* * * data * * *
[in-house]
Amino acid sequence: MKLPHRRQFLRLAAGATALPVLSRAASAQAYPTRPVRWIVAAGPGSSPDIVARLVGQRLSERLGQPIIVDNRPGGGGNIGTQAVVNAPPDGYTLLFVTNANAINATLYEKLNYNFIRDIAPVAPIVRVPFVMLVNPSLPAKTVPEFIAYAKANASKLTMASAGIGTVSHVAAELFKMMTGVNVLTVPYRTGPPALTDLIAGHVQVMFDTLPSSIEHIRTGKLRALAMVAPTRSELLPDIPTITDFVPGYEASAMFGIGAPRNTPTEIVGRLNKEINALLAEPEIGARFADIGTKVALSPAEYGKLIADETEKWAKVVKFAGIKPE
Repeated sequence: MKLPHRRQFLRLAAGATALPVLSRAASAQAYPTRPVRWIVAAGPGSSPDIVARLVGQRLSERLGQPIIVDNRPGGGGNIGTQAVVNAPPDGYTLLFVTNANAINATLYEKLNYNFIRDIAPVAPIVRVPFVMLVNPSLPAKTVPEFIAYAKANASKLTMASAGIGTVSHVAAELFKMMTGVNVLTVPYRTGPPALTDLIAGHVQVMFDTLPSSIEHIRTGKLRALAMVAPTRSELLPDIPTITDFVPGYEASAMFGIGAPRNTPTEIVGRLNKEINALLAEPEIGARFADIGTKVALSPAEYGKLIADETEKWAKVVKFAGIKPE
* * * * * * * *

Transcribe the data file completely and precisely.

[in-house]
Amino acid sequence: MKLPHRRQFLRLAAGATALPVLSRAASAQAYPTRPVRWIVAAGPGSSPDIVARLVGQRLSERLGQPIIVDNRPGGGGNIGTQAVVNAPPDGYTLLFVTNANAINATLYEKLNYNFIRDIAPVAPIVRVPFVMLVNPSLPAKTVPEFIAYAKANASKLTMASAGIGTVSHVAAELFKMMTGVNVLTVPYRTGPPALTDLIAGHVQVMFDTLPSSIEHIRTGKLRALAMVAPTRSELLPDIPTITDFVPGYEASAMFGIGAPRNTPTEIVGRLNKEINALLAEPEIGARFADIGTKVALSPAEYGKLIADETEKWAKVVKFAGIKPE
Repeated sequence: MKLPHRRQFLRLAAGATALPVLSRAASAQAYPTRPVRWIVAAGPGSSPDIVARLVGQRLSERLGQPIIVDNRPGGGGNIGTQAVVNAPPDGYTLLFVTNANAINATLYEKLNYNFIRDIAPVAPIVRVPFVMLVNPSLPAKTVPEFIAYAKANASKLTMASAGIGTVSHVAAELFKMMTGVNVLTVPYRTGPPALTDLIAGHVQVMFDTLPSSIEHIRTGKLRALAMVAPTRSELLPDIPTITDFVPGYEASAMFGIGAPRNTPTEIVGRLNKEINALLAEPEIGARFADIGTKVALSPAEYGKLIADETEKWAKVVKFAGIKPE